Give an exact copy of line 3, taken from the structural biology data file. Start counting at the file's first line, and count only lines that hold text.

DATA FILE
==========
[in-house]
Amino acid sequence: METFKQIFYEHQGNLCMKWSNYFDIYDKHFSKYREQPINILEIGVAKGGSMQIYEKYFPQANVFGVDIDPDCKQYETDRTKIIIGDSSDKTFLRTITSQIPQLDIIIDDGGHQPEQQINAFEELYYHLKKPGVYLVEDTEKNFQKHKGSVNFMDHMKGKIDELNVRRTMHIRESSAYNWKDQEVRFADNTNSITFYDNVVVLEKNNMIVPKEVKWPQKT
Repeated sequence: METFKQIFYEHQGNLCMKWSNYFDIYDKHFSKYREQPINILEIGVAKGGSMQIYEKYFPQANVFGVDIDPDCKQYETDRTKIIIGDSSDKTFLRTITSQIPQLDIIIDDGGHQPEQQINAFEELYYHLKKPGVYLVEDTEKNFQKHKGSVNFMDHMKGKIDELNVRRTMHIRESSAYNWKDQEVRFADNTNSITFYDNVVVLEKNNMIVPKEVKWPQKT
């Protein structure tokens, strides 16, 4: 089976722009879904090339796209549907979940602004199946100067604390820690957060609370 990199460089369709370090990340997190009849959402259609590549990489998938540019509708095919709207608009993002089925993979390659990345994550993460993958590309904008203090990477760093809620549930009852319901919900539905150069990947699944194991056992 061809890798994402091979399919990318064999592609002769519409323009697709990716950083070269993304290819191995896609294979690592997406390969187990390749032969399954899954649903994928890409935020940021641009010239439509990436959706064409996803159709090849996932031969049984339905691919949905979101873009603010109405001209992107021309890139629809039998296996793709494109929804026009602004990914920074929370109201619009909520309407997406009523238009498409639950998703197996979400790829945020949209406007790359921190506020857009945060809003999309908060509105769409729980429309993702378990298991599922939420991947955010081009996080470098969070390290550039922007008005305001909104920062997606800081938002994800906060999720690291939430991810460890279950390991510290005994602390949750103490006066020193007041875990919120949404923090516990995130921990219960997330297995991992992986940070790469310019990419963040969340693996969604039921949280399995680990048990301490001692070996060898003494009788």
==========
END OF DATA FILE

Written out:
Repeated sequence: METFKQIFYEHQGNLCMKWSNYFDIYDKHFSKYREQPINILEIGVAKGGSMQIYEKYFPQANVFGVDIDPDCKQYETDRTKIIIGDSSDKTFLRTITSQIPQLDIIIDDGGHQPEQQINAFEELYYHLKKPGVYLVEDTEKNFQKHKGSVNFMDHMKGKIDELNVRRTMHIRESSAYNWKDQEVRFADNTNSITFYDNVVVLEKNNMIVPKEVKWPQKT